I was recently sent an article from which I will be quoting extensively here (it’s also included in this newsletter - ed.). The article is by Heidi Mills, writing for Outside magazine and features the work of Dr. Emily Cooper of Seattle Performance Medicine. Dr. Cooper has consulted with Kartini Clinic on metabolic health and weight balancing for some time. Originally, we worked together to try and solve the conundrum of patients with AN who appear to be weight restored but who…Read More
Viewing blog posts tagged with "Weight Gain"
Thinking about obesity: calmly, rationally and outside the box
When I was a rotating intern at Sacred Heart Medical Center, long ago, I attended rounds with the then head of medicine Dr. Patrick Tennison. Dr. Tennison was a thin, dark haired, intense guy who years later would save my life, but at that time was obsessed with imbuing young doctors with a sense of urgency about diagnostic dilemmas. He was more like a highly competitive detective than your typical doctor.
“The main…Read More
At Kartini Clinic we have been embarking on something we call “weight restoration 2.0”. In other words we are trying to move beyond mere weight restoration (as critical as that is) towards a deeper assessment of each patient’s full physical recovery. We have noticed, over the years of faithfully weight restoring each and every patient, that people respond differently to recovery from starvation, depending no doubt on their genetics and on the duration of their illness. Just one…Read More
In previous blogs I have spoken to the importance of bench science -- the kind done in the lab to decode the “basic” science that underlies human physiology -- to us as clinicians and to us as patients. And the branch of the sciences which explores the connection between bench science or lab science and clinical medicine, including mental health, is called translational medicine.
This last night I couldn’t sleep. This happens to me when I have any viral illness and I have learned to…Read More
Despite the fact that we occasionally receive criticism of our Meal Plan for its supposed “rigidity”, what has struck me after years of reading people’s food journals is the degree to which people self-limit their food choices. This is especially true of vegetables. I have also noticed that our families’ food journals fall roughly into two categories: those who seem to relish a more Mediterranean style of eating (the original intent of the Meal Plan, by the way) and those who eat a…Read More
Some blog topics draw in a continuous trickle of commentary long after they've been published. One such blog is entitled “Determining Ideal Body Weight”. And little wonder.
The other day I answered a comment by a young reader named Charlotte. It started me thinking how urgent her question might be for others who may not have read the original blog (or at least not for some time). Charlotte wrote:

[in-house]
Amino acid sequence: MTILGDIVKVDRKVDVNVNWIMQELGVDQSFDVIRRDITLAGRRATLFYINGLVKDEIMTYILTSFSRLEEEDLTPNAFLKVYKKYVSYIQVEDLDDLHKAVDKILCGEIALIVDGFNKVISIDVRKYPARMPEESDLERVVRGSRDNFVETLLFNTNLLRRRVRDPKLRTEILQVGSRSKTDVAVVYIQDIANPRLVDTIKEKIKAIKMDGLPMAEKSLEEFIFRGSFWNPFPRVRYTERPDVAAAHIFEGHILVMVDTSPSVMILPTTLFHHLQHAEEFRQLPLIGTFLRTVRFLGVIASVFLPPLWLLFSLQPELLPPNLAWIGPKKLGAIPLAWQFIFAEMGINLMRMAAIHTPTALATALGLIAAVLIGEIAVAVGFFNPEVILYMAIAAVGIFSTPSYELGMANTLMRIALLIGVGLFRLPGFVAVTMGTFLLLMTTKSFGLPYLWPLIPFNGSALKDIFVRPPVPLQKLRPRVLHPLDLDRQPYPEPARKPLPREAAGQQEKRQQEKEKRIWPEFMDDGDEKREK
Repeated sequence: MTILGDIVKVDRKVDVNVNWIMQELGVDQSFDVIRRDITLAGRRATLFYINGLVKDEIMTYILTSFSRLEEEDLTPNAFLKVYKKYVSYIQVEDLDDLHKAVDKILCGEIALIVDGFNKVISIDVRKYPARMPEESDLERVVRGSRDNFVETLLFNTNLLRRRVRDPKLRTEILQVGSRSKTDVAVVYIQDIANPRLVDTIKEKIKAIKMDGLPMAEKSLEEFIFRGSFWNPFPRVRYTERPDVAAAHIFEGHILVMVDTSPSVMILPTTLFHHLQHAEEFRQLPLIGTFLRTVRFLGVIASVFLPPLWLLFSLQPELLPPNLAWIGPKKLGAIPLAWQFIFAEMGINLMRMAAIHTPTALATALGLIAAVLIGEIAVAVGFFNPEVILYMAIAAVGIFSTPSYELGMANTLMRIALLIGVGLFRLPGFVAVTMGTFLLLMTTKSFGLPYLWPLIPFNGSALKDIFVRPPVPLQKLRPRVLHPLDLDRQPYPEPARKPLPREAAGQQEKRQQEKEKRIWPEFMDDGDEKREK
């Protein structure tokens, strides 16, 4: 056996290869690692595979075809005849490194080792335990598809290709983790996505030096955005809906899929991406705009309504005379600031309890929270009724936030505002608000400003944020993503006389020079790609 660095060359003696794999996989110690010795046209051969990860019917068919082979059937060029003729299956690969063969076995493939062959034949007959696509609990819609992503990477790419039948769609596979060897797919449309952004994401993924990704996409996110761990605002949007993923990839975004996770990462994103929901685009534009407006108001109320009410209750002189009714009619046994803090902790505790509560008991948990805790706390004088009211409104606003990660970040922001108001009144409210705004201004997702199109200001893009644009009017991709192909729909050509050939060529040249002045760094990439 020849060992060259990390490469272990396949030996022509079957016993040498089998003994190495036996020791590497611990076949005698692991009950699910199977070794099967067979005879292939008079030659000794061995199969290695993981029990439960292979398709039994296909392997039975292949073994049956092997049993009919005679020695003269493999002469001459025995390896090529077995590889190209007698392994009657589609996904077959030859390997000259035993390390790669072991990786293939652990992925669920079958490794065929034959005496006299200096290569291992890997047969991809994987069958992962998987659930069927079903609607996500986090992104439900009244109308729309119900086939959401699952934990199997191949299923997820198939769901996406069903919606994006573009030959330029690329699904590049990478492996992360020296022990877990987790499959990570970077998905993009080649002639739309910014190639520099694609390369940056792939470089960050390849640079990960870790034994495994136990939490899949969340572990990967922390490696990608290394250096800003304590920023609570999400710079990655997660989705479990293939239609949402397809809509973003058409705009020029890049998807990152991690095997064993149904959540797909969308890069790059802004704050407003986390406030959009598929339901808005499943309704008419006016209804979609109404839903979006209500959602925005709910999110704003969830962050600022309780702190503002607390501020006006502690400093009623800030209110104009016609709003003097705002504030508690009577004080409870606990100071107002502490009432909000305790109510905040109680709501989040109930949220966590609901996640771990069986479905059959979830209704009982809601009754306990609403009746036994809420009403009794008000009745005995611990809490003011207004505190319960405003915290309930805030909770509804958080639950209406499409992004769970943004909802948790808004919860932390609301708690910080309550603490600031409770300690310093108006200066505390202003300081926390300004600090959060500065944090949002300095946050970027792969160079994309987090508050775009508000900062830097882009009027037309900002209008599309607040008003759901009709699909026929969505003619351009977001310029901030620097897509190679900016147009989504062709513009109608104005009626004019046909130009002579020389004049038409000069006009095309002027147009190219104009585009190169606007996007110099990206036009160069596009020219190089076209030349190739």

"I am an 18 year old female with a history of initially EDNOS and then AN B/P…Read More
A recent book by UCSF professor and pediatric endocrinologist Dr. Robert Lustig -- horridly titled Fat Chance -- has turned my mind to past discussions of our program’s dietary recommendations, aka the Kartini Meal Plan.
In its primary and original form the Kartini Meal Plan was developed to refeed children with restrictive eating disorders and weight loss following principles I have spoken about before: real food, cooked at home, eaten together in a spirit of joy. Kartini’s Meal…Read More
Many people are shocked when they learn that we have patients with anorexia nervosa as young as six or seven, and, although it is rare, it certainly does occur.
Why are they shocked? Because most of these folks, despite hearing me (and Dr. Tom Insel, among others) say “it’s a brain disorder”, still deeply believe that “the media” and our obsession with thinness causes anorexia. They are horrified that someone so young could be “ruined by society”. And blaming the parents for this…Read More
There is a common misconception out there that Kartini patients are fed on a strict meal plan for the rest of their lives. But what exactly is our meal plan? And while we talking about it, what's our approach to meals and food in general?
there’s the “parents in charge” (of all meals) thing
there’s the recording on the food journal thing
there’s the whole-milk-no-low-fat thing
I read an article about an artist/scientist who creates models of perfect strangers from bits of their DNA extracted from hair and bodily detritus left behind, inadvertently, by all of us every day. Her name is Heather. An innocuous enough sounding name, right?
Watch this video and you are guaranteed to have your mind blown. And by blown, I mean blown apart, because so many different issues are raised in such a short video that it’s hard to even list them all. And what strikes…Read More